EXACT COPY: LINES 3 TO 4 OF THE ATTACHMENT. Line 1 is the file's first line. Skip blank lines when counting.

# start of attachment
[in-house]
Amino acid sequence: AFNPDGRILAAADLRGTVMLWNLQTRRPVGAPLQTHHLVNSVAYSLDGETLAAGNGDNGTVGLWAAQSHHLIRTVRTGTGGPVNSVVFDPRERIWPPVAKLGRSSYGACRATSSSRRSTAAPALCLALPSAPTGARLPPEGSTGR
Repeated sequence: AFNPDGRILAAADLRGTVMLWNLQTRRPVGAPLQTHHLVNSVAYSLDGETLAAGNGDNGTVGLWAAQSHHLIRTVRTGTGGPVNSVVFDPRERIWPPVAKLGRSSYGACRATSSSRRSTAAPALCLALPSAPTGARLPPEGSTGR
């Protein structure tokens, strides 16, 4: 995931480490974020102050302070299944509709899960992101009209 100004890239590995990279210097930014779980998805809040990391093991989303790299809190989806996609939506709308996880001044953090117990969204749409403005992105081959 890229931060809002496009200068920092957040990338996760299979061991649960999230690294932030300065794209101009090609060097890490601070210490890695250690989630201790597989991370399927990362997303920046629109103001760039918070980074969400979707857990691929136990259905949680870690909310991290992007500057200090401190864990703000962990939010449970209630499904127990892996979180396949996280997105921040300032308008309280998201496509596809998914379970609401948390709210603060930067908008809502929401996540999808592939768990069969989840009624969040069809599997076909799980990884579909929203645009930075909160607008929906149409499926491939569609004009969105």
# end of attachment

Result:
Repeated sequence: AFNPDGRILAAADLRGTVMLWNLQTRRPVGAPLQTHHLVNSVAYSLDGETLAAGNGDNGTVGLWAAQSHHLIRTVRTGTGGPVNSVVFDPRERIWPPVAKLGRSSYGACRATSSSRRSTAAPALCLALPSAPTGARLPPEGSTGR
């Protein structure tokens, strides 16, 4: 995931480490974020102050302070299944509709899960992101009209 100004890239590995990279210097930014779980998805809040990391093991989303790299809190989806996609939506709308996880001044953090117990969204749409403005992105081959 890229931060809002496009200068920092957040990338996760299979061991649960999230690294932030300065794209101009090609060097890490601070210490890695250690989630201790597989991370399927990362997303920046629109103001760039918070980074969400979707857990691929136990259905949680870690909310991290992007500057200090401190864990703000962990939010449970209630499904127990892996979180396949996280997105921040300032308008309280998201496509596809998914379970609401948390709210603060930067908008809502929401996540999808592939768990069969989840009624969040069809599997076909799980990884579909929203645009930075909160607008929906149409499926491939569609004009969105």